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included at the beginning of No. 1 an inscription of Herder’s translation of the Scottish folk poem

Lady Anne Bothwell’s Lament. The lines Brahms quotes, “Schlaf sanft, mein Kind” (Sleep softly,

my child) are not typical of the poem as a whole. It actually tells the story of an abandoned and

grievous mother, who sings her sorrows to her baby. Both Bozarth (1990:376-7) and Parmer

(1997:376) argue that No. 2 is a continuation of the same poem (Herder’s Lullaby of an

Abandoned Mother), and that No.3 is written to Herzweh (Heart-sore), which can be read as the

culmination of the abandoned mother’s grief. Bozarth states that the C# minor Intermezzo can be

shown to be informed by the structure and emotional content of Herder’s translation of this

Scottish love-lament. If this is indeed true, it verifies that the three pieces should be played

together, and sheds light on why they are motivically, tonally, texturally and formally so closely


The only known sketching of Brahms’s piano miniatures is the page with the Op. 117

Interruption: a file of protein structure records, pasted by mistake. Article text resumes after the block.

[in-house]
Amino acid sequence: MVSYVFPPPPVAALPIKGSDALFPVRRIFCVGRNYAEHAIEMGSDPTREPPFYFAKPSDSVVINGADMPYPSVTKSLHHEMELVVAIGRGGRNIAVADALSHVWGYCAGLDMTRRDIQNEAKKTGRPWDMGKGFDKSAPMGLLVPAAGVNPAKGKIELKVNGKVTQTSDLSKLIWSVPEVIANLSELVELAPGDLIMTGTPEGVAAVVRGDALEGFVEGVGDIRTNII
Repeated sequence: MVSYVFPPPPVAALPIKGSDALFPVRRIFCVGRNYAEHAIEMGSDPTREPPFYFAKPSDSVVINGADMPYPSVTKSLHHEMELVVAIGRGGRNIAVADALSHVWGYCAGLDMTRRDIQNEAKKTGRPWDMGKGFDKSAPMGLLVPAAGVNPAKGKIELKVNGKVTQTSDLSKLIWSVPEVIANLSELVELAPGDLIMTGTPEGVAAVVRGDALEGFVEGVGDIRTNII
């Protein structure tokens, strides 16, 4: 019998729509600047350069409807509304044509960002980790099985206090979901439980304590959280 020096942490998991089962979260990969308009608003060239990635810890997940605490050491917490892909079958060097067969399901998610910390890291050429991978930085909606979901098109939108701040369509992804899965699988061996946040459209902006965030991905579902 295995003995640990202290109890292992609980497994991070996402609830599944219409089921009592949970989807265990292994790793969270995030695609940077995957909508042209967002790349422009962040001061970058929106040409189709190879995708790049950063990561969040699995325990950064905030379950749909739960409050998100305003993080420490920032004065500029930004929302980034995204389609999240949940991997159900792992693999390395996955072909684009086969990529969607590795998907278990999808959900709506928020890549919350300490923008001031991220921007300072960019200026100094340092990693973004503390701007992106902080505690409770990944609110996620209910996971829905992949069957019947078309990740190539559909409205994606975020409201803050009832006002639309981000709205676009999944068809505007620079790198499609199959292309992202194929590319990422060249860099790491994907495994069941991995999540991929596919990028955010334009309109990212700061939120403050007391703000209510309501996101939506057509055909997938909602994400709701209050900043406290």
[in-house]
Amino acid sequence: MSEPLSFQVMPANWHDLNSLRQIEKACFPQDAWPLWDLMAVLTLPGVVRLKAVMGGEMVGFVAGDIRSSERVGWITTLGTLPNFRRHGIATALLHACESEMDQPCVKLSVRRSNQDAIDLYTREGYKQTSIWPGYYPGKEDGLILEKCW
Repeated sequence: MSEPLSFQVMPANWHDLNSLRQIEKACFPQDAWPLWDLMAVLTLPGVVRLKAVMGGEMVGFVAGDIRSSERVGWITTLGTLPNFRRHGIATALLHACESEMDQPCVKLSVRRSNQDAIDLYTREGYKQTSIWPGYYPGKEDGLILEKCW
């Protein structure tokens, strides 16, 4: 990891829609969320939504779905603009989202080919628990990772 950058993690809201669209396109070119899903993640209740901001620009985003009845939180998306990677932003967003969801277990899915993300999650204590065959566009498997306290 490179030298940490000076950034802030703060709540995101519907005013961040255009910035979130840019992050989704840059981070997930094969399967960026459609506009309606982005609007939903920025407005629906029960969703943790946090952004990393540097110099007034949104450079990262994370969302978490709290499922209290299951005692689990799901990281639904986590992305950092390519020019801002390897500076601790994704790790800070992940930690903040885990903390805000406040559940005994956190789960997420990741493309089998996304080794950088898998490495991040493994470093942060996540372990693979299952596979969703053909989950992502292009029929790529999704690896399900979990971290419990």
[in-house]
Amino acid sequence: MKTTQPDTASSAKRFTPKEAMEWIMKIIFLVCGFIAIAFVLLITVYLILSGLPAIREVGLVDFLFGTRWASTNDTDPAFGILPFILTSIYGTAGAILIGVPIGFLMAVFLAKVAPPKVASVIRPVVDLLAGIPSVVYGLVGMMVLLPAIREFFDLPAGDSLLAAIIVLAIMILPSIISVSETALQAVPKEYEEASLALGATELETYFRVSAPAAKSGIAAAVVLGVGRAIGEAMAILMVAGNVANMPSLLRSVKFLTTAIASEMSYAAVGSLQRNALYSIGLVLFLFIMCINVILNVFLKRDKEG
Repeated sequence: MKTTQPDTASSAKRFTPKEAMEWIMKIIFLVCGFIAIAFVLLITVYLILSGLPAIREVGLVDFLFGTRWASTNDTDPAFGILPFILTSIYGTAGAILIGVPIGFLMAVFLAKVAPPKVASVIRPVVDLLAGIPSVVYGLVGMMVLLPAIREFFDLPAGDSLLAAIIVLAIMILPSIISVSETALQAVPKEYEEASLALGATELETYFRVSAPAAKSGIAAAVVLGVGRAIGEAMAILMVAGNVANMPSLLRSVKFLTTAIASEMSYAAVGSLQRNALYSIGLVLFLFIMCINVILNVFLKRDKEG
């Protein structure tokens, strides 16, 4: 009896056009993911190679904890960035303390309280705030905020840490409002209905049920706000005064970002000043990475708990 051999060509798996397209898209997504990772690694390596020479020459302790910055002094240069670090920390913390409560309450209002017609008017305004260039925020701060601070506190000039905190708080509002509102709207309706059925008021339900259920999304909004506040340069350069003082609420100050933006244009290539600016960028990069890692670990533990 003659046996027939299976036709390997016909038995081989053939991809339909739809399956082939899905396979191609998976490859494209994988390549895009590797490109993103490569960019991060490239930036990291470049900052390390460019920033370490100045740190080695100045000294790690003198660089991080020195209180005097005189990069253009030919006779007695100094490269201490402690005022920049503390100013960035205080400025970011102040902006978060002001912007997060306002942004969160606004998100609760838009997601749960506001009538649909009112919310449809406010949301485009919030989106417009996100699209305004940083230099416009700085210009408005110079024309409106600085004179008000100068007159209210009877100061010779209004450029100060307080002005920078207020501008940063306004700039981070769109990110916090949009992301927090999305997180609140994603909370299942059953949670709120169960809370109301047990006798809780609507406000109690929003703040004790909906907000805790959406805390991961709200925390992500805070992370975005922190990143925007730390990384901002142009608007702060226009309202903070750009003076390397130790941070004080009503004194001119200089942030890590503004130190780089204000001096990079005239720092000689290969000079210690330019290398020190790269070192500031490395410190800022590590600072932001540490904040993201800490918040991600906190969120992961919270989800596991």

pieces on it, and it is also the only manuscript to contain a complete opus of the late piano pieces

(Cai, 1986: 123). The sketch page shows an evolution of thought from the main theme of No. 3

to the Section B theme of No. 2 which, enharmonically, are actually in the same key (Cai: 268).

This suggests that the third Intermezzo was sketched before the second. This makes it more

likely that No. 2 and 3 were not literal continuations of Herder’s poems as suggested by Bozarth,

but maybe only inspired by their moods. Brahms had said that he had written Op. 116 and 117

due to the abundance of women pianists in Ischl who would play them, including Ilona

Eibenschütz (Avins, 1997: 693), but without doubt, they were also written with Clara Schumann

in mind. Brahms sent Op. 117 to her with a letter in October, 1892, and she responded that the

third had no nationalistic colouring, and asked “is it Scottish?” (Cai: 174). Brahms’s interest in

Scottish folk poems and songs had inspired him almost forty years previously, in the finale of his

Op. 1 Piano Sonata, and the Op. 10 ‘Edward’ Ballade, No.1, which he also set as a sophisticated

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